As social media becomes the main place fans find out about the latest music news, what’s happening to popular and indie print music magazines? Brand recognition only goes so far, even for music industry staples like Rolling Stone Magazine and NME.
Even for younger fans, there’s a nostalgia attached to print music publications. Anyone aware of modern music history understands the importance of journalistic interviews, especially in rock and roll. Though print magazines have long shared the stage with radio and TV, they maintained a prestigious foothold in pop culture — until digital media changed the landscape
Let’s take a closer look at how music magazines cope with changes in how people consume music-related content.
The Demise of Print Media and Boomer Nostalgia
In 2008, British publication NME magazine ceased print publication after 66 years, heralding a massive change everyone knew was coming: Most people now read about music news online. MAD Magazine also folded after its rebranding, creating a standard for pop culture publications: go digital or fade away.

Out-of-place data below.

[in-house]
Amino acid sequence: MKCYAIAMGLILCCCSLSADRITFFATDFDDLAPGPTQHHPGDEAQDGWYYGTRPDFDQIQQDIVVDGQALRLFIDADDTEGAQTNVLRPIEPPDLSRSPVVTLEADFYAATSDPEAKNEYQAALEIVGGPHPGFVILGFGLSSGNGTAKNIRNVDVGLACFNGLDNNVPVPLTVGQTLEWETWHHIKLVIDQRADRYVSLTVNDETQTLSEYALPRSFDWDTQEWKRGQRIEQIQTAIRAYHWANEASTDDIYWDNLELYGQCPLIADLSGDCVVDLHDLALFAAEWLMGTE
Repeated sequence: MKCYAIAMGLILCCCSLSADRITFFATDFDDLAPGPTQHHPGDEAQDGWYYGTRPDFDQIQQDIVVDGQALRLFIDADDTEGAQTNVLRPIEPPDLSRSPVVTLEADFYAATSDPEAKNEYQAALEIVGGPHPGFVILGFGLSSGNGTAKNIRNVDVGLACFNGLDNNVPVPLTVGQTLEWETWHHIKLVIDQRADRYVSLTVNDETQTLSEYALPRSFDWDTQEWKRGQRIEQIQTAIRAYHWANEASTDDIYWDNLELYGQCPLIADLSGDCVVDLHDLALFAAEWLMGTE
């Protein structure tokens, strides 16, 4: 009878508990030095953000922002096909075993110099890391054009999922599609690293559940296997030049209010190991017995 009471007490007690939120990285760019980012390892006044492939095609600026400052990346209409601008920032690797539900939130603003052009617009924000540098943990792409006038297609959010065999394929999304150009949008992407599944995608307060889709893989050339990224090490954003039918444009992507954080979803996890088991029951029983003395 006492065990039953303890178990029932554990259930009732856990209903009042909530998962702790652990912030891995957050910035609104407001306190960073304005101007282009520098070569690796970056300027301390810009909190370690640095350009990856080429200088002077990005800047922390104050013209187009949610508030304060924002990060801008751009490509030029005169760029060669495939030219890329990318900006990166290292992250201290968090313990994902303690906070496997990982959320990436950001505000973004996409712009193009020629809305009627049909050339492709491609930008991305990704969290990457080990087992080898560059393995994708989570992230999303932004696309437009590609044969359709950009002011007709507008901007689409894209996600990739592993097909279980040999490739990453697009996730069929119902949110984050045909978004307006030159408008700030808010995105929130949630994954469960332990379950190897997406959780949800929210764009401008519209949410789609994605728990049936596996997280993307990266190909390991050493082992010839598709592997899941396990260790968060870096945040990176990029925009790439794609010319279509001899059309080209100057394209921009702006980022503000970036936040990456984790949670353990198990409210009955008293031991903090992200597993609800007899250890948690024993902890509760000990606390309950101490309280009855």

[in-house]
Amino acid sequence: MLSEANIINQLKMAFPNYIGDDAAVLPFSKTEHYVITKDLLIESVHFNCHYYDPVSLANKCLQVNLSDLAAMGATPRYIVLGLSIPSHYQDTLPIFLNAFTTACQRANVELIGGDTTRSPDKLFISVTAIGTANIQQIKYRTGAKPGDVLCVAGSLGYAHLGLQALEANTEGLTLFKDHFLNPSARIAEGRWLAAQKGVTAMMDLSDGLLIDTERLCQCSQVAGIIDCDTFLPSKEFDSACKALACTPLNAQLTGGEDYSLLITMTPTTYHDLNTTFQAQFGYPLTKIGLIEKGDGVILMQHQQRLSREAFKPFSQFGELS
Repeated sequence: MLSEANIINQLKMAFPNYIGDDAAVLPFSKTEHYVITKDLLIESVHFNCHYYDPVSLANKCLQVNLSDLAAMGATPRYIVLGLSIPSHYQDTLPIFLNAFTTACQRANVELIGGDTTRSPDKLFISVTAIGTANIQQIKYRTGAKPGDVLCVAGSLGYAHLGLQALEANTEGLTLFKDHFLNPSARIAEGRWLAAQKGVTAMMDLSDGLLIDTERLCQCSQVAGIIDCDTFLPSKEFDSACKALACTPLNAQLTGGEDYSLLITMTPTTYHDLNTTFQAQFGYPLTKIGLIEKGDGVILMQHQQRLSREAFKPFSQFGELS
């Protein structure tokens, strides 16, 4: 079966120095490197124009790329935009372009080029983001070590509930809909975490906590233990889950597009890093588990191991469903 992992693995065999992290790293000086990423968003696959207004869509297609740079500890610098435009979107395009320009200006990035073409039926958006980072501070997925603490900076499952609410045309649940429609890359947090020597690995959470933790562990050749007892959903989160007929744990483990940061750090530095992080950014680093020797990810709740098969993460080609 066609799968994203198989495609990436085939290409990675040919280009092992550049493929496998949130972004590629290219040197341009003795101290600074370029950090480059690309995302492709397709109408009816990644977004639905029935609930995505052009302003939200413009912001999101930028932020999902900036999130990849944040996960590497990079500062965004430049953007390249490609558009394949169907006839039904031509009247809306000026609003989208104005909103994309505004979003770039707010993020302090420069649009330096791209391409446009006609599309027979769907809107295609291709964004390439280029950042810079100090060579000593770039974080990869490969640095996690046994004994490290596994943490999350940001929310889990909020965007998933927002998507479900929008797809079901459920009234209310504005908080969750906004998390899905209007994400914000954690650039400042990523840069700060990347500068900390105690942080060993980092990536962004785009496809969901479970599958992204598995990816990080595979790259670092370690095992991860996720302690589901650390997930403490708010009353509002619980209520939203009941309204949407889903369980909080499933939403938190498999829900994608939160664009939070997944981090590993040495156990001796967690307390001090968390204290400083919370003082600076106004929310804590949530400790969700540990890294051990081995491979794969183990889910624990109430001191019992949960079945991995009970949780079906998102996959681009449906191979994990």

Bob Dylan characterized it best: “Your old road is rapidly aging. Please get out of the new one if you can’t lend a hand, for the times they are a-changin’.” Following generations have taken charge of manufacturing music and media, and that means most of it’s consumed and promoted online.
Video Killed the Print Magazine Star
In addition to the print magazine to digital format change, there’s another way music magazines have been surviving in the digital era, and MTV started it in 1981: video. “Video Killed the Radio Star,” a music video by The Buggles, was the first video played on the station.
MTV, of course, started as a TV station and not as a print magazine, but its format quickly dominated music media. As time progressed, MTV pioneered reality TV and music journalism, broadcasting live interviews and concerts straight to the masses. Print magazines could see the industry changing as it happened with MTV’s coverage and content, and many quickly adapted to include video in their online publications.